A thread known only by Mueller

One of the enduring lessons of the Mueller investigation is that we really don’t know what we don’t know. Sometimes we learn about things publicly for the first time that Mueller’s team has been probing for six months or more. Mueller’s team has been extremely tight-lipped, only generally speaking through its court filings (which is why the Flynn and Manafort ones could be so significant).

Is there more to the Manafort-Russia ties than we know? Could Carter Page’s own Russia ties have been pursued in a way we simply haven’t heard about? What about George Papadopoulos’s talks with a Russia-allied professor who said Russia had “dirt” on Clinton? Maybe it has something to do with Trump Jr.'s meeting with a Kremlin-backed banker at a National Rifle Association convention? Or the elder Trump’s broader efforts to do business in Russia, through his then-attorney Michael Cohen — possibly including a supposed proposal to give Vladimir Putin a $50 million penthouse in a proposed Trump Tower Moscow?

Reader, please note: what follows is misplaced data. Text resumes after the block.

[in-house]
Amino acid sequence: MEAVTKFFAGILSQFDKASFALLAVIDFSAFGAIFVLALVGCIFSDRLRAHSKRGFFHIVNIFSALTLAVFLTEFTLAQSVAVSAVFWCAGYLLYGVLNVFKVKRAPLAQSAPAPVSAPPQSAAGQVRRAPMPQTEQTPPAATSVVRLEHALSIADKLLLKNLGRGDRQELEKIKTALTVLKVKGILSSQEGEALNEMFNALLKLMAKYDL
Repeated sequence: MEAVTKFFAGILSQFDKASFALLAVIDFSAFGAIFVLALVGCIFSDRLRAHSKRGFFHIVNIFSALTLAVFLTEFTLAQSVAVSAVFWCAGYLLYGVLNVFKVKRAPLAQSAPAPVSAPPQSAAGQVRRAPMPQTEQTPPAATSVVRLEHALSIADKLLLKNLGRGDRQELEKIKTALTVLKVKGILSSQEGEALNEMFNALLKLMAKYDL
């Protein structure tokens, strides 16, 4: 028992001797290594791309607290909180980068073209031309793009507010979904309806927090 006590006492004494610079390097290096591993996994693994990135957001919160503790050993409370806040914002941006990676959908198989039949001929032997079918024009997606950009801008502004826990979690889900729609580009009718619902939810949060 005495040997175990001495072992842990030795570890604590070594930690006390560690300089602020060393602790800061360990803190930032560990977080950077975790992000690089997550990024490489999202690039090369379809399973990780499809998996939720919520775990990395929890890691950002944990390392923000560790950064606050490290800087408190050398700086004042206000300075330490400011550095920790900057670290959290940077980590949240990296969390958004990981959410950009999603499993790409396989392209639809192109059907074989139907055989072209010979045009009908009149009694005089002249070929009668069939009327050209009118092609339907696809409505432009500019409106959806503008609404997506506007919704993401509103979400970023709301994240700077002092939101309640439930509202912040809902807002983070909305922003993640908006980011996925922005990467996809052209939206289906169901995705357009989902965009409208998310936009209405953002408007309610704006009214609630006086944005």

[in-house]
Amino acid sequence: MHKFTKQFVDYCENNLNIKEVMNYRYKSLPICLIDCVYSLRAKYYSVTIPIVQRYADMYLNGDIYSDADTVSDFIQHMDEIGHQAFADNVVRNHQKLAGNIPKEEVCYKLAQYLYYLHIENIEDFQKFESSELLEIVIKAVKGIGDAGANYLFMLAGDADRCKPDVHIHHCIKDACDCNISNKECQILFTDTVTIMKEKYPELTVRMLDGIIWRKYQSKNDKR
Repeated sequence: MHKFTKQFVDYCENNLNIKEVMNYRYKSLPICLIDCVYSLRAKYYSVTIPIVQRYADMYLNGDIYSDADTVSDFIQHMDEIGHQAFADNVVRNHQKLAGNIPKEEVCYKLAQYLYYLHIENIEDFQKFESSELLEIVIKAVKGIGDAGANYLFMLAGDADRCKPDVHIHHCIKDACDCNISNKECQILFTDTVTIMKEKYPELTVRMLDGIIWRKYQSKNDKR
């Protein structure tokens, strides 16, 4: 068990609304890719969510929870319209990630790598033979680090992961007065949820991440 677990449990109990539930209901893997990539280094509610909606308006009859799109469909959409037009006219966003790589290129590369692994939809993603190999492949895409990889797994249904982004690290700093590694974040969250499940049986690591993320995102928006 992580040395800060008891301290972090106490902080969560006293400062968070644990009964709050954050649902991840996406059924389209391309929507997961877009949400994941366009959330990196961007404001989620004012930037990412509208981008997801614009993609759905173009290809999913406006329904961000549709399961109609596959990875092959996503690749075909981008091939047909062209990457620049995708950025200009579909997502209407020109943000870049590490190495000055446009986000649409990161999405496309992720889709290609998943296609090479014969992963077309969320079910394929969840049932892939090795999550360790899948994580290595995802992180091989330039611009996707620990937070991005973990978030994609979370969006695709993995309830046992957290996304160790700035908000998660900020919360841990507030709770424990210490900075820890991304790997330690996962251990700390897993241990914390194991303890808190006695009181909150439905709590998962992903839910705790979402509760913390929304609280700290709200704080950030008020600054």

Mueller has made a concerted effort not to reveal his hand — either publicly, in filings like the Papadopoulos plea deal, or in the questions he has asked witnesses who might leak. Given that, it’s entirely possible there’s a line of inquiry that we’re completely unaware of or know very little about.